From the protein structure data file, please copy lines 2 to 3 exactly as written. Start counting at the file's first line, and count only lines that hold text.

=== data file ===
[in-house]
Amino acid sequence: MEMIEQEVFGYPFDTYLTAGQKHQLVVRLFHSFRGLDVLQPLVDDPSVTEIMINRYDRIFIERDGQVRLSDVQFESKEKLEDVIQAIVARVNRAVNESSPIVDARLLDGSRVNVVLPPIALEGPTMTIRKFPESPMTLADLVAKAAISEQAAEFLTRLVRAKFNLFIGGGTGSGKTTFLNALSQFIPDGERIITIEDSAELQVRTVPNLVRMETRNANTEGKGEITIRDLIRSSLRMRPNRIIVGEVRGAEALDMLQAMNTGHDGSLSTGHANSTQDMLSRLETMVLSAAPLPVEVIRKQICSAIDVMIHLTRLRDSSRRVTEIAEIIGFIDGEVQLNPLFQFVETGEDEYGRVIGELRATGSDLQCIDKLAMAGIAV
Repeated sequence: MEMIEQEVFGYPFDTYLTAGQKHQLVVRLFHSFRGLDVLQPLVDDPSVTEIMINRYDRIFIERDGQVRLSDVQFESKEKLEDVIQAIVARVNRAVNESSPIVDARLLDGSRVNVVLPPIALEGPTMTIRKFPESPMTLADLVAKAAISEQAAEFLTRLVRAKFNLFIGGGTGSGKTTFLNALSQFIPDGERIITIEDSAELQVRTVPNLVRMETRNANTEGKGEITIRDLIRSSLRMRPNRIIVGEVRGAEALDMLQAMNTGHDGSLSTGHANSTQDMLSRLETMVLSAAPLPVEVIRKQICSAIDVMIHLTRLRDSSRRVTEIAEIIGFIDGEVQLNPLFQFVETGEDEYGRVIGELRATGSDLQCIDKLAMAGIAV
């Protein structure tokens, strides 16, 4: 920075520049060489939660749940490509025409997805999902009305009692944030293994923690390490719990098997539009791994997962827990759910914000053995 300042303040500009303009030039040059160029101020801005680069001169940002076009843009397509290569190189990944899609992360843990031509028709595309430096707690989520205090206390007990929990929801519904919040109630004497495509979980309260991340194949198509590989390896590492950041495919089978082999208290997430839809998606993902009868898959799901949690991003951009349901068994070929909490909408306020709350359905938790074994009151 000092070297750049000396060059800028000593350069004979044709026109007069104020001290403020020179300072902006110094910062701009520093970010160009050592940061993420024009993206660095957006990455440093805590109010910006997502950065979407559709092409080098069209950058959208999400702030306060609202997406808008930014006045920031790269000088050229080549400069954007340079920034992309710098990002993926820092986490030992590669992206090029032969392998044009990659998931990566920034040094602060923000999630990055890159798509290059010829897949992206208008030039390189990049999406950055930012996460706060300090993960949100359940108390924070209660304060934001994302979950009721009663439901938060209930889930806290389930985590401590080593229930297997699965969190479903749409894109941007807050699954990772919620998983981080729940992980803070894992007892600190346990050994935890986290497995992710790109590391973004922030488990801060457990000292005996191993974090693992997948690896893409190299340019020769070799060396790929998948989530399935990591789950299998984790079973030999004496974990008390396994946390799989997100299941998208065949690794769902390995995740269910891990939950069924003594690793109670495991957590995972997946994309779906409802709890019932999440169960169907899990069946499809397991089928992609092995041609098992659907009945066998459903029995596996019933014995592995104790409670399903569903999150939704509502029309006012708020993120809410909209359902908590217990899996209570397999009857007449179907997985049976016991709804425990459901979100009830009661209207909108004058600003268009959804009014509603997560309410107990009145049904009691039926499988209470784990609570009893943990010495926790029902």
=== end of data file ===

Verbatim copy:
Amino acid sequence: MEMIEQEVFGYPFDTYLTAGQKHQLVVRLFHSFRGLDVLQPLVDDPSVTEIMINRYDRIFIERDGQVRLSDVQFESKEKLEDVIQAIVARVNRAVNESSPIVDARLLDGSRVNVVLPPIALEGPTMTIRKFPESPMTLADLVAKAAISEQAAEFLTRLVRAKFNLFIGGGTGSGKTTFLNALSQFIPDGERIITIEDSAELQVRTVPNLVRMETRNANTEGKGEITIRDLIRSSLRMRPNRIIVGEVRGAEALDMLQAMNTGHDGSLSTGHANSTQDMLSRLETMVLSAAPLPVEVIRKQICSAIDVMIHLTRLRDSSRRVTEIAEIIGFIDGEVQLNPLFQFVETGEDEYGRVIGELRATGSDLQCIDKLAMAGIAV
Repeated sequence: MEMIEQEVFGYPFDTYLTAGQKHQLVVRLFHSFRGLDVLQPLVDDPSVTEIMINRYDRIFIERDGQVRLSDVQFESKEKLEDVIQAIVARVNRAVNESSPIVDARLLDGSRVNVVLPPIALEGPTMTIRKFPESPMTLADLVAKAAISEQAAEFLTRLVRAKFNLFIGGGTGSGKTTFLNALSQFIPDGERIITIEDSAELQVRTVPNLVRMETRNANTEGKGEITIRDLIRSSLRMRPNRIIVGEVRGAEALDMLQAMNTGHDGSLSTGHANSTQDMLSRLETMVLSAAPLPVEVIRKQICSAIDVMIHLTRLRDSSRRVTEIAEIIGFIDGEVQLNPLFQFVETGEDEYGRVIGELRATGSDLQCIDKLAMAGIAV